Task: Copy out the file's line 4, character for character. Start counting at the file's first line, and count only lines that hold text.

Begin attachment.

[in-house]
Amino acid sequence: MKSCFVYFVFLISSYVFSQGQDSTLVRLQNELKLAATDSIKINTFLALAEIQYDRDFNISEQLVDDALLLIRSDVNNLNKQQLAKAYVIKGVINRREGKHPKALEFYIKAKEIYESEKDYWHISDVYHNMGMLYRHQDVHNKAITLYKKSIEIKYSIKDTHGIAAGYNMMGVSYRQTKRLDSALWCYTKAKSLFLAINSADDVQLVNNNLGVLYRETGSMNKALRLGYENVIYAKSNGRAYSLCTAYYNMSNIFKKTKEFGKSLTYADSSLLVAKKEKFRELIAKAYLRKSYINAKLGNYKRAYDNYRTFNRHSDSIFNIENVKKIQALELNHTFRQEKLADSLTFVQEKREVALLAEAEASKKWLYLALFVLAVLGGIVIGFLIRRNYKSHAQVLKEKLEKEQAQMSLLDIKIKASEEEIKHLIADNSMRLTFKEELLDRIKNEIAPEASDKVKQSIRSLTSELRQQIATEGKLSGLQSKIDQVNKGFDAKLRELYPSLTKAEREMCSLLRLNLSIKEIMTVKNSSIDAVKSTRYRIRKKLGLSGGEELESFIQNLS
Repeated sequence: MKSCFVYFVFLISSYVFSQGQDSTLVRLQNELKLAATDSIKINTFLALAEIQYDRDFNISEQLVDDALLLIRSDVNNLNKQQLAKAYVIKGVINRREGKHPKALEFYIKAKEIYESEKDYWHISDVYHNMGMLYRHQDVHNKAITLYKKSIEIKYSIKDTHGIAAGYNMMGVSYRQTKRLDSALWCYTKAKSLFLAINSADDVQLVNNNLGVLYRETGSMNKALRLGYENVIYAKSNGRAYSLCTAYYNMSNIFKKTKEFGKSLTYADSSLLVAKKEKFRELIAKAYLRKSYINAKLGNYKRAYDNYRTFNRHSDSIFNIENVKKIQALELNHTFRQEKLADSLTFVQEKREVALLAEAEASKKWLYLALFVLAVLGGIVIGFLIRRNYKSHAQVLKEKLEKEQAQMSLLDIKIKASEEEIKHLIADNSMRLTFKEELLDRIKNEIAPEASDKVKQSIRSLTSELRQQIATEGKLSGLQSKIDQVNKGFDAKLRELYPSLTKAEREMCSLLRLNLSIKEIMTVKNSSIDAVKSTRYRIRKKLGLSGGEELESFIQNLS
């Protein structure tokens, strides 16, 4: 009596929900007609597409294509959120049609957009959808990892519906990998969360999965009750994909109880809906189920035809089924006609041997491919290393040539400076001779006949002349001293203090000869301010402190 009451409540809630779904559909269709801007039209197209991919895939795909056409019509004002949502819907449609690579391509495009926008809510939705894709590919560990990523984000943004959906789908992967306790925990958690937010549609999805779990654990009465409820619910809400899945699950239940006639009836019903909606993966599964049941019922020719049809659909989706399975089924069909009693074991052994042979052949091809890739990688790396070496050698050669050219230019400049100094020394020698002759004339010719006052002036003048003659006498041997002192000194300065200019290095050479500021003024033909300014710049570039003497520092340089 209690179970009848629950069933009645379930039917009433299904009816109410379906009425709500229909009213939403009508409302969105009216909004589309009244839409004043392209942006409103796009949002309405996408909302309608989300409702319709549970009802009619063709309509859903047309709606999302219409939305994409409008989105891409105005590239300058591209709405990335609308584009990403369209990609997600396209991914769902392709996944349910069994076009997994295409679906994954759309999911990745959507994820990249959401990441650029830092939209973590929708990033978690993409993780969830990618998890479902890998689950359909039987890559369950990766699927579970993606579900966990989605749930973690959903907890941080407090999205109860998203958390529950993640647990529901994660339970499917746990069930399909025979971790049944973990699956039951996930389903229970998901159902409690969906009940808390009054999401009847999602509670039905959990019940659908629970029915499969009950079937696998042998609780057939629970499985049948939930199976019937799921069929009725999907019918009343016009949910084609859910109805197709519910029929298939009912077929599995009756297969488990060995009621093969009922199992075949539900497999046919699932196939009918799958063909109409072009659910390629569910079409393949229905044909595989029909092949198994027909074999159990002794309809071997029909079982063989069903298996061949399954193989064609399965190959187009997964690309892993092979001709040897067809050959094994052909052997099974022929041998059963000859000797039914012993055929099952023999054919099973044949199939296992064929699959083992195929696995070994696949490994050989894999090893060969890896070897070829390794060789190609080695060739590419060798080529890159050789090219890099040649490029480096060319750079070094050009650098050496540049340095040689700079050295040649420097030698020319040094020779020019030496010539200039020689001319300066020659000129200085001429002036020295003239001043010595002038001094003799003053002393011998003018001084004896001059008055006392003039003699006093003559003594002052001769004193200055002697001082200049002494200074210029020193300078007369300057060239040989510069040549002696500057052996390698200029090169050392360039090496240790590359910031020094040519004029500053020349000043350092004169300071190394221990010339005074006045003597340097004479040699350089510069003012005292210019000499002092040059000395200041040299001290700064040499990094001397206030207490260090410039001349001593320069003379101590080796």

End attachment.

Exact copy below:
């Protein structure tokens, strides 16, 4: 009596929900007609597409294509959120049609957009959808990892519906990998969360999965009750994909109880809906189920035809089924006609041997491919290393040539400076001779006949002349001293203090000869301010402190 009451409540809630779904559909269709801007039209197209991919895939795909056409019509004002949502819907449609690579391509495009926008809510939705894709590919560990990523984000943004959906789908992967306790925990958690937010549609999805779990654990009465409820619910809400899945699950239940006639009836019903909606993966599964049941019922020719049809659909989706399975089924069909009693074991052994042979052949091809890739990688790396070496050698050669050219230019400049100094020394020698002759004339010719006052002036003048003659006498041997002192000194300065200019290095050479500021003024033909300014710049570039003497520092340089 209690179970009848629950069933009645379930039917009433299904009816109410379906009425709500229909009213939403009508409302969105009216909004589309009244839409004043392209942006409103796009949002309405996408909302309608989300409702319709549970009802009619063709309509859903047309709606999302219409939305994409409008989105891409105005590239300058591209709405990335609308584009990403369209990609997600396209991914769902392709996944349910069994076009997994295409679906994954759309999911990745959507994820990249959401990441650029830092939209973590929708990033978690993409993780969830990618998890479902890998689950359909039987890559369950990766699927579970993606579900966990989605749930973690959903907890941080407090999205109860998203958390529950993640647990529901994660339970499917746990069930399909025979971790049944973990699956039951996930389903229970998901159902409690969906009940808390009054999401009847999602509670039905959990019940659908629970029915499969009950079937696998042998609780057939629970499985049948939930199976019937799921069929009725999907019918009343016009949910084609859910109805197709519910029929298939009912077929599995009756297969488990060995009621093969009922199992075949539900497999046919699932196939009918799958063909109409072009659910390629569910079409393949229905044909595989029909092949198994027909074999159990002794309809071997029909079982063989069903298996061949399954193989064609399965190959187009997964690309892993092979001709040897067809050959094994052909052997099974022929041998059963000859000797039914012993055929099952023999054919099973044949199939296992064929699959083992195929696995070994696949490994050989894999090893060969890896070897070829390794060789190609080695060739590419060798080529890159050789090219890099040649490029480096060319750079070094050009650098050496540049340095040689700079050295040649420097030698020319040094020779020019030496010539200039020689001319300066020659000129200085001429002036020295003239001043010595002038001094003799003053002393011998003018001084004896001059008055006392003039003699006093003559003594002052001769004193200055002697001082200049002494200074210029020193300078007369300057060239040989510069040549002696500057052996390698200029090169050392360039090496240790590359910031020094040519004029500053020349000043350092004169300071190394221990010339005074006045003597340097004479040699350089510069003012005292210019000499002092040059000395200041040299001290700064040499990094001397206030207490260090410039001349001593320069003379101590080796």